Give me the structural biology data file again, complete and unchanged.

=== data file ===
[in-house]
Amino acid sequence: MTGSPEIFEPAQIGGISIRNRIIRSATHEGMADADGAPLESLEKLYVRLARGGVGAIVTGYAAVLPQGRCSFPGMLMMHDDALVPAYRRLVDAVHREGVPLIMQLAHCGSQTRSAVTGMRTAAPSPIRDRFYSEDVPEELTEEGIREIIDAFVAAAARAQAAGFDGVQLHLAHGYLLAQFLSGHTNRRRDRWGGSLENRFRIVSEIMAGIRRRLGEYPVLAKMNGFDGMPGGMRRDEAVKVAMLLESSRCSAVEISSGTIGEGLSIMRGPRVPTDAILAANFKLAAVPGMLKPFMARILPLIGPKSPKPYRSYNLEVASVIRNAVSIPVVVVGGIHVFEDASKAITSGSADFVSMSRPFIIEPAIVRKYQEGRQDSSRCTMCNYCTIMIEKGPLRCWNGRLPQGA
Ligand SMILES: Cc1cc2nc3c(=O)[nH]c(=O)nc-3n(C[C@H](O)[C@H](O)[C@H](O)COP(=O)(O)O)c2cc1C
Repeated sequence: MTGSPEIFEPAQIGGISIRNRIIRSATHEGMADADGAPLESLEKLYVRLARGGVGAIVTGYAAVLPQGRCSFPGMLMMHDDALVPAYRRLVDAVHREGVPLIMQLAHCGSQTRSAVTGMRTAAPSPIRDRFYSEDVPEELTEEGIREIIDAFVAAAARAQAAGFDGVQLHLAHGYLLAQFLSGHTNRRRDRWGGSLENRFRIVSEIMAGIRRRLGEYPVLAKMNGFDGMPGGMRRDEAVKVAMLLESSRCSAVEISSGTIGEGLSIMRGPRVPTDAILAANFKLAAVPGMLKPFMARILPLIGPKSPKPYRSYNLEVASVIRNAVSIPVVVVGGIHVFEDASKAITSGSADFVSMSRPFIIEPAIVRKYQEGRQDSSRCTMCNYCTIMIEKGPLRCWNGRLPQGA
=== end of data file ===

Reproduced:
[in-house]
Amino acid sequence: MTGSPEIFEPAQIGGISIRNRIIRSATHEGMADADGAPLESLEKLYVRLARGGVGAIVTGYAAVLPQGRCSFPGMLMMHDDALVPAYRRLVDAVHREGVPLIMQLAHCGSQTRSAVTGMRTAAPSPIRDRFYSEDVPEELTEEGIREIIDAFVAAAARAQAAGFDGVQLHLAHGYLLAQFLSGHTNRRRDRWGGSLENRFRIVSEIMAGIRRRLGEYPVLAKMNGFDGMPGGMRRDEAVKVAMLLESSRCSAVEISSGTIGEGLSIMRGPRVPTDAILAANFKLAAVPGMLKPFMARILPLIGPKSPKPYRSYNLEVASVIRNAVSIPVVVVGGIHVFEDASKAITSGSADFVSMSRPFIIEPAIVRKYQEGRQDSSRCTMCNYCTIMIEKGPLRCWNGRLPQGA
Ligand SMILES: Cc1cc2nc3c(=O)[nH]c(=O)nc-3n(C[C@H](O)[C@H](O)[C@H](O)COP(=O)(O)O)c2cc1C
Repeated sequence: MTGSPEIFEPAQIGGISIRNRIIRSATHEGMADADGAPLESLEKLYVRLARGGVGAIVTGYAAVLPQGRCSFPGMLMMHDDALVPAYRRLVDAVHREGVPLIMQLAHCGSQTRSAVTGMRTAAPSPIRDRFYSEDVPEELTEEGIREIIDAFVAAAARAQAAGFDGVQLHLAHGYLLAQFLSGHTNRRRDRWGGSLENRFRIVSEIMAGIRRRLGEYPVLAKMNGFDGMPGGMRRDEAVKVAMLLESSRCSAVEISSGTIGEGLSIMRGPRVPTDAILAANFKLAAVPGMLKPFMARILPLIGPKSPKPYRSYNLEVASVIRNAVSIPVVVVGGIHVFEDASKAITSGSADFVSMSRPFIIEPAIVRKYQEGRQDSSRCTMCNYCTIMIEKGPLRCWNGRLPQGA